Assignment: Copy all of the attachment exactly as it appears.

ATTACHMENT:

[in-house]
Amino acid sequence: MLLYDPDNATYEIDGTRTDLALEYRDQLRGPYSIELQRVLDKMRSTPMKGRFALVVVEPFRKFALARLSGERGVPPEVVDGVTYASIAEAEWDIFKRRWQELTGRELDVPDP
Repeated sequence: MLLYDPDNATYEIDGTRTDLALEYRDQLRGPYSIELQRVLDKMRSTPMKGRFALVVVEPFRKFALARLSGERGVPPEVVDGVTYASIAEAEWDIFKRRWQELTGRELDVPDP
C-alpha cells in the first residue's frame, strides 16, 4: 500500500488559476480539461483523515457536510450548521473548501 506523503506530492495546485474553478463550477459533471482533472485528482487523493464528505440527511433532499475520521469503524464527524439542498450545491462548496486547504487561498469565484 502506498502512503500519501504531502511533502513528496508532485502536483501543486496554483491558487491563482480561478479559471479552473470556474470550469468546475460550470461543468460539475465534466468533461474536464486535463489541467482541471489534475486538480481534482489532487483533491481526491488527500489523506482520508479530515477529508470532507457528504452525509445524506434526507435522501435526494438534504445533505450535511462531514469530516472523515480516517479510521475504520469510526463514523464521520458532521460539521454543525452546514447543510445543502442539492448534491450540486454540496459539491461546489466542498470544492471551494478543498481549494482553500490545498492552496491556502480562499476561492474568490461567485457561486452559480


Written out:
[in-house]
Amino acid sequence: MLLYDPDNATYEIDGTRTDLALEYRDQLRGPYSIELQRVLDKMRSTPMKGRFALVVVEPFRKFALARLSGERGVPPEVVDGVTYASIAEAEWDIFKRRWQELTGRELDVPDP
Repeated sequence: MLLYDPDNATYEIDGTRTDLALEYRDQLRGPYSIELQRVLDKMRSTPMKGRFALVVVEPFRKFALARLSGERGVPPEVVDGVTYASIAEAEWDIFKRRWQELTGRELDVPDP
C-alpha cells in the first residue's frame, strides 16, 4: 500500500488559476480539461483523515457536510450548521473548501 506523503506530492495546485474553478463550477459533471482533472485528482487523493464528505440527511433532499475520521469503524464527524439542498450545491462548496486547504487561498469565484 502506498502512503500519501504531502511533502513528496508532485502536483501543486496554483491558487491563482480561478479559471479552473470556474470550469468546475460550470461543468460539475465534466468533461474536464486535463489541467482541471489534475486538480481534482489532487483533491481526491488527500489523506482520508479530515477529508470532507457528504452525509445524506434526507435522501435526494438534504445533505450535511462531514469530516472523515480516517479510521475504520469510526463514523464521520458532521460539521454543525452546514447543510445543502442539492448534491450540486454540496459539491461546489466542498470544492471551494478543498481549494482553500490545498492552496491556502480562499476561492474568490461567485457561486452559480